investment viewpoints

Is there a recession on the horizon?

Is there a recession on the horizon?
Florian Ielpo, PhD - Head of Macro, Multi Asset

Florian Ielpo, PhD

Head of Macro, Multi Asset

This week’s edition of Simply put focuses on a quant conundrum related to our indicators: our US growth indicator remains firmly at low levels. Is it a false signal? Should we reconsider the indicator itself?


Need to know:

  • Our US growth nowcaster has been in decline for some time. This is usually a tell that a recession is brewing in the economy
  • Hard data shows a different picture, revealing a very resilient economy outside of the housing sector
  • Historically, our nowcasting indicator needs to be lower than 30% to diagnose a recession and we are currently around that threshold.  Stay tuned!


A resilient US economy?

Our regular readers must be well aware that our LOIM nowcasting indicators have been showing a deterioration in the growth cycle for quite some time now. Our understanding of that message seemed clear when the US growth nowcaster declined below the 45% threshold in the fourth quarter of last year, creating a natural conservative tilt to our asset allocation. All signs pointed to a recession maturing in the US economy. And yet, this week’s number again showed a resilient US economy. A lot has been written on the topic already, including from us, listing all the elements that explain the resilience of the US economy: excess savings, China’s reopening, and fiscal spending, among others.

Let’s run a comparison of the indicators’ behavior over the past three recessions to try assessing what level should effectively signal the onset of a recession.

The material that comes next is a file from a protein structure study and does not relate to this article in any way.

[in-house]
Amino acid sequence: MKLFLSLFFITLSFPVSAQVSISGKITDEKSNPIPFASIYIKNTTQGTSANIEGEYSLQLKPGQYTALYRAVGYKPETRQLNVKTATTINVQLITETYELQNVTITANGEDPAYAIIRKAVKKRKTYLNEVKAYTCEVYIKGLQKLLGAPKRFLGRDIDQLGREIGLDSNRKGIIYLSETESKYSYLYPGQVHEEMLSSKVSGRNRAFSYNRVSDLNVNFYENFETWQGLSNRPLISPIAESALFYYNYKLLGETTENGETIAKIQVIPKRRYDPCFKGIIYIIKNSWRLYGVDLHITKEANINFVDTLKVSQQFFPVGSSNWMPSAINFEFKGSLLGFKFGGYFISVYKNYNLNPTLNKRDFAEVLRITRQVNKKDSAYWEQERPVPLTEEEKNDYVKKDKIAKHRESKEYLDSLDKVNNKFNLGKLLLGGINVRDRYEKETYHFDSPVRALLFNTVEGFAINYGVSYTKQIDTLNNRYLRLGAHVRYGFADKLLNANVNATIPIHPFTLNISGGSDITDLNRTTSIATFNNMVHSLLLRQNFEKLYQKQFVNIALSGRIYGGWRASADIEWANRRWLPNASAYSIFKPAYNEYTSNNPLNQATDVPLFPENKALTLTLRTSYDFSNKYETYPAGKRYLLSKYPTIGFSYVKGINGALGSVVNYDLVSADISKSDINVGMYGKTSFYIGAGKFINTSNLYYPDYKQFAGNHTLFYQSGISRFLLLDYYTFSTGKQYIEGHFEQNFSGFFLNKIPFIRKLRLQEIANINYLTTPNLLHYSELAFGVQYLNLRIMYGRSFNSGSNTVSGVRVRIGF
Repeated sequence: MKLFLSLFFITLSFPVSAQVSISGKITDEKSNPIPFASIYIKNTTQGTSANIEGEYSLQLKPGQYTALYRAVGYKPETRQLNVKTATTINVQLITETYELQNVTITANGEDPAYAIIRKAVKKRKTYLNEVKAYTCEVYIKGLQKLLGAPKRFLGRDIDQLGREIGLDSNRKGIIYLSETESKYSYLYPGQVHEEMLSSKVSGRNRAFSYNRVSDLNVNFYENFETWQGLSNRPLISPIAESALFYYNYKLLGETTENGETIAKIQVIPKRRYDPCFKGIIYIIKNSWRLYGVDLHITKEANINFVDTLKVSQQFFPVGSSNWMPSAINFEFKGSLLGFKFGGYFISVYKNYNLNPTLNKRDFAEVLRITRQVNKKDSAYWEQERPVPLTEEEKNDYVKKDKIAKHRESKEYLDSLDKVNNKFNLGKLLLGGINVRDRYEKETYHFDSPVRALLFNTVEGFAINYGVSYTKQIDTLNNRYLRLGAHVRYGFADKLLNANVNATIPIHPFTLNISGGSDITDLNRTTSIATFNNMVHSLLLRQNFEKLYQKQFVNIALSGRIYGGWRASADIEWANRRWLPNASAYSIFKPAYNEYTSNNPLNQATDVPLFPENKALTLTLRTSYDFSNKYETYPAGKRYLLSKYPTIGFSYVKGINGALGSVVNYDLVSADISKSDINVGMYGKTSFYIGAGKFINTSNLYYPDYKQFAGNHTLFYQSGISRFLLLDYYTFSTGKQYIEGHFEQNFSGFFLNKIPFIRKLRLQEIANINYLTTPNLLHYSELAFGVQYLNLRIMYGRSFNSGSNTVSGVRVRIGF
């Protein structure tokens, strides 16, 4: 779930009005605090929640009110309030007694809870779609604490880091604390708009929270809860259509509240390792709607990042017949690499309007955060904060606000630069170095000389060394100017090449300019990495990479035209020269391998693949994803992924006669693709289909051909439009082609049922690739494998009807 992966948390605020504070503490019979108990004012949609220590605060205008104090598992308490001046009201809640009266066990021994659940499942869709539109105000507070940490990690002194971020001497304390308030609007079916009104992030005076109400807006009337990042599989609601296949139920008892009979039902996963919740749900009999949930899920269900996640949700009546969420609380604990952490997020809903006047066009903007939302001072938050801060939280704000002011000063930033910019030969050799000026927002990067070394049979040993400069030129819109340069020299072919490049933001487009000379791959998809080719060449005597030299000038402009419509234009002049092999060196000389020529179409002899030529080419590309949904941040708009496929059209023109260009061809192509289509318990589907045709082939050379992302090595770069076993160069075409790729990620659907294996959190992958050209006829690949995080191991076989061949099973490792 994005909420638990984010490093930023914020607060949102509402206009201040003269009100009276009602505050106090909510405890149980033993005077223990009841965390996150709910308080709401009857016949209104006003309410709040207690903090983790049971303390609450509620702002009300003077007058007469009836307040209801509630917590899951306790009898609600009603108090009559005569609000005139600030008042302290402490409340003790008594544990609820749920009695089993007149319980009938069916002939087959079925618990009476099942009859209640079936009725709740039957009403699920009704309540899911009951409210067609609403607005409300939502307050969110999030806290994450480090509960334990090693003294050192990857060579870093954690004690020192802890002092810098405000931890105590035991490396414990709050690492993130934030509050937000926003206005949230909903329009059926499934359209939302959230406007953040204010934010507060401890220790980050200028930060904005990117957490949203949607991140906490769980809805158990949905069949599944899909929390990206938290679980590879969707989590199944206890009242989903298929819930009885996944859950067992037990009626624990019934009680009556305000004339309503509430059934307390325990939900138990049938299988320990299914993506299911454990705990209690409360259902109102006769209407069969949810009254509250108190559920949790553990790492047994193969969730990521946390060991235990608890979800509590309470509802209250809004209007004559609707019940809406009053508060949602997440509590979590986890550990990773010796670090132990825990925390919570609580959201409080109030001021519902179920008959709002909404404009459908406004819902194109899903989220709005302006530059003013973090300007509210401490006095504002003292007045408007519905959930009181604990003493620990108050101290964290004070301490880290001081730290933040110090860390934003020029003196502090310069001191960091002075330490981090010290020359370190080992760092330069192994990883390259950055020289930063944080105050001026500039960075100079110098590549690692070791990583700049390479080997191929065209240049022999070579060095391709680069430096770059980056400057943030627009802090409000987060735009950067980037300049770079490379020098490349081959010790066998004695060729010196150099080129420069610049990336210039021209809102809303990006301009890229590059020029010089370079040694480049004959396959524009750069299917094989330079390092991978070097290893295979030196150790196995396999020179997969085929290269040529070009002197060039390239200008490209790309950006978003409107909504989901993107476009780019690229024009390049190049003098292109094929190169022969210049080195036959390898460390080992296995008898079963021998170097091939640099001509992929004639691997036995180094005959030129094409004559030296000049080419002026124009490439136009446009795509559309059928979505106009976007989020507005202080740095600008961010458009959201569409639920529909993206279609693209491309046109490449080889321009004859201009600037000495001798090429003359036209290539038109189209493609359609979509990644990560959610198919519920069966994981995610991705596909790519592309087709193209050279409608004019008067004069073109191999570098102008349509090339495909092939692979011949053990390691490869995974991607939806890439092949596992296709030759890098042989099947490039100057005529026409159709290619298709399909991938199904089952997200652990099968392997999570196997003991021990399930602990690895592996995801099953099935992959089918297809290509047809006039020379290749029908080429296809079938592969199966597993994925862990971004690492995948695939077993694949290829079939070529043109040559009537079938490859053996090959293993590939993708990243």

Taking stock of our indicator

Figure 1 shows the daily evolution of our US growth nowcaster, alongside its diffusion index. The indicator reads as follows: it ranges from 100% (excellent growth) to 0% (very low growth) while its diffusion index shows the percentage of data which is improving.

The chart clearly highlights a macro deceleration in the US that started in June 2022 and that has continued since then. The percentage of improving data since then has remained below 50%, apart from a couple days in February 2023 and since the beginning of July. It was around 14 July that the percentage of improving data reached 57% - a large number, but not large enough to call a recovery just yet. The decomposition of the signal below shows how most type of data are pointing to slower activity, with the number one contributor being monetary conditions. Does this bleak growth picture show in the (hard) data?


Figure 1. US growth nowcaster and diffusion index daily evolution(left) and its decomposition (right)

Source: Bloomberg, LOIM


The hard data

The short answer is no. Figure 2 shows the rebased evolution of the different elements which make up US growth, from durable and non-durable consumption to service and investment (residential and non-residential). Globally, the goods-producing industry did see a flat evolution over 2022 but also an uptick during the first quarter of this year. The services industry has been trending up since its decline over the pandemic. Non-residential investment resumed its slow upwards trend that it has been exhibiting since 2008.

The only tell that something negative is brewing in the US economy is residential investment: there, the decline that started in the second quarter of 2022 (consistently with our nowcasting indicator) is now material and comparable in magnitude to that of the 1990 recession. Does this rosy situation call for a no-landing situation? Well, not quite: look at the chart and see how a decline in the housing market has preceded each of the past three recessions, to later trigger a drag in goods consumption. This is a first call for caution: what is happening today is probably less exceptional that it looks at first sight.